Below are Bos’ answers. News (BCN): Sharering recently said it had become the official partner of, a social enterprise that seeks to “connect the unconnected” to the world wide web. The objective of this initiative is to connect 1 billion users to the internet. Can you tell our readers more about this partnership and why you support the goal to connect that many people?

Tim Bos (TB): I believe that everyone can agree to the fact that the internet is a realm of information that grows every day, serving people from all walks of life and connecting them to one another in a relatively frictionless way. However, as the web continues to evolve, so does the need for our digital identities, that is, how we are represented and recognized online.

Taking that statement into consideration, it was a natural response for us to reach out to, and support their organization. They have an ambitious mission to connect 1 billion users to the internet. However, most or if not all of these users are underserved, meaning they barely have the basic equipment to access the internet.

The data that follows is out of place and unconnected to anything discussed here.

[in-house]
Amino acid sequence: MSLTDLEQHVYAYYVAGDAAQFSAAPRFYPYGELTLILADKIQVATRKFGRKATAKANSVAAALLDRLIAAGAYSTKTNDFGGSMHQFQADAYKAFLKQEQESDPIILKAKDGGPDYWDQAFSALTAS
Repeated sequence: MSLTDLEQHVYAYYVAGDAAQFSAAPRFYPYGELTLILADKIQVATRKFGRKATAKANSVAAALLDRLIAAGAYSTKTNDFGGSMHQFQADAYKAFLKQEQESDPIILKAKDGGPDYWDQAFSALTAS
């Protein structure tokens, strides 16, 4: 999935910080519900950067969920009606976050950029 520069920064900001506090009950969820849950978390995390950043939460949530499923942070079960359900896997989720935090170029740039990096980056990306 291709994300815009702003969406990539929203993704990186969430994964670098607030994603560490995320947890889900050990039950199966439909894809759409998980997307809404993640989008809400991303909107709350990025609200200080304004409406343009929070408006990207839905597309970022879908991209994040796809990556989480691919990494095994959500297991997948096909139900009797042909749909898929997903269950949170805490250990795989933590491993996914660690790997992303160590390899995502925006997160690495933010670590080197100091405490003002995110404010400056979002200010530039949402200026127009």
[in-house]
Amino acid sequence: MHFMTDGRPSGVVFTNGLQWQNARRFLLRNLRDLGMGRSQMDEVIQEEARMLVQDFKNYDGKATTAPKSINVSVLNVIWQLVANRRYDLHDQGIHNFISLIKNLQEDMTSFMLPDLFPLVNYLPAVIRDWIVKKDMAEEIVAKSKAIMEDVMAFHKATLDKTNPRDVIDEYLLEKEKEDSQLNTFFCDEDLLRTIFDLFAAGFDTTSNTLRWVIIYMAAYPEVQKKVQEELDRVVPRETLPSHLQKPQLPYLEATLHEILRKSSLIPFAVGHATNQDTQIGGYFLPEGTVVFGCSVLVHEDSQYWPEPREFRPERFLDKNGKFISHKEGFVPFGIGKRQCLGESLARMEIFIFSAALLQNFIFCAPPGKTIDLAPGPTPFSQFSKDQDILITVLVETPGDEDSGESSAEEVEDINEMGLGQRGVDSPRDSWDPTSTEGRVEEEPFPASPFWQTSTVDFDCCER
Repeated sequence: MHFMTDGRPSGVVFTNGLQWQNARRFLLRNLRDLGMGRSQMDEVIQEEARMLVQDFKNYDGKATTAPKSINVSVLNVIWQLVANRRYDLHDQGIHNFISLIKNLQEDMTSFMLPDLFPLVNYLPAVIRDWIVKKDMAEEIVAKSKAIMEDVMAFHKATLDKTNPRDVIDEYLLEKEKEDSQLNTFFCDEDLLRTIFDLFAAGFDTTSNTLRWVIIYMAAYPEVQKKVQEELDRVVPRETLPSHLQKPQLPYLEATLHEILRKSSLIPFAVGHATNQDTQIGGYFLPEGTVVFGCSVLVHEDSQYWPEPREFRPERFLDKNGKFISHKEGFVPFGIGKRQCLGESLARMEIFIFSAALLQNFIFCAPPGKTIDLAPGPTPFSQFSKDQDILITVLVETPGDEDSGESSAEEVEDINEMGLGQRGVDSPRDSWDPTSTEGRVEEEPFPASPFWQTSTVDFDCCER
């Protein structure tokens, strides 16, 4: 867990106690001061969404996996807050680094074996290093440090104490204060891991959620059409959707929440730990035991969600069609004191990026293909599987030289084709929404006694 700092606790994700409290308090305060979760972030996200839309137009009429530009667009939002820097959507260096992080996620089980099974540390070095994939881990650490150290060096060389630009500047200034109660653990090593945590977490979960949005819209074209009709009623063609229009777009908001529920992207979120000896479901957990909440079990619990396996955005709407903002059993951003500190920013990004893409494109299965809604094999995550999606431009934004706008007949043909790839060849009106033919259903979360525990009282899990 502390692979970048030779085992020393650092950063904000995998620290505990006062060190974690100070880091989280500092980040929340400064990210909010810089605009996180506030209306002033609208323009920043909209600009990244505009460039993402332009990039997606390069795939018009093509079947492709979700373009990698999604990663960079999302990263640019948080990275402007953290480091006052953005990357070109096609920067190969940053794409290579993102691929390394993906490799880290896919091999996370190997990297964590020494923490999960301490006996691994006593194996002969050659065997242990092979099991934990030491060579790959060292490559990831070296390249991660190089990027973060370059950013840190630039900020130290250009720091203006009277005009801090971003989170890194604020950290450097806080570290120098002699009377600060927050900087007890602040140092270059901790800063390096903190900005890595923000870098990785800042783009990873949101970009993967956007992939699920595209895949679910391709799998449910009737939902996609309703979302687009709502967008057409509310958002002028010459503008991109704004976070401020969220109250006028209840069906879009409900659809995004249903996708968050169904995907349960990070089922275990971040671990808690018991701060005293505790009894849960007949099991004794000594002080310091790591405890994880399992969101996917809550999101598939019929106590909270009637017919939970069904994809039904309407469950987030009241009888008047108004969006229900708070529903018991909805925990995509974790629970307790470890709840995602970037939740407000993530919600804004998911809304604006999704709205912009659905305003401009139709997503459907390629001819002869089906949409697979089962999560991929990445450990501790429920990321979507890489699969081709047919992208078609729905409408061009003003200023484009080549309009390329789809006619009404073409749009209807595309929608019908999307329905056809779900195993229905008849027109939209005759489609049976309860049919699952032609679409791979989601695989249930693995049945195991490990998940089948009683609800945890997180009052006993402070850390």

Sharering could potentially be that bridge between these underserved communities and their access to gated information and services online. Take refugees for example, their identities would be difficult to transfer from their country of origin, and thus they would require some form of identity infrastructure to assimilate into the new communities. This relationship with ignites the conversations for exploring Sharering’s identity technology to bridge underserved communities to the web and establish recognition through their digital identities.

BCN: Supporters of self-sovereign digital identities often argue that self-custody of one’s identity is the future. What does self-custody in the digital identity realm mean, and do you foresee more people embracing self-sovereign digital identities in the future?

TB: There’s a lot of talk about people having self-custody of tokens, wallets, and things like that along with the usage of cold wallets, hot wallets, and so on. But we believe that self-custody should mean the ownership of everything about you. Your passport, your driver’s license, your medical certificates – all these documents that are used to create and build your digital identity.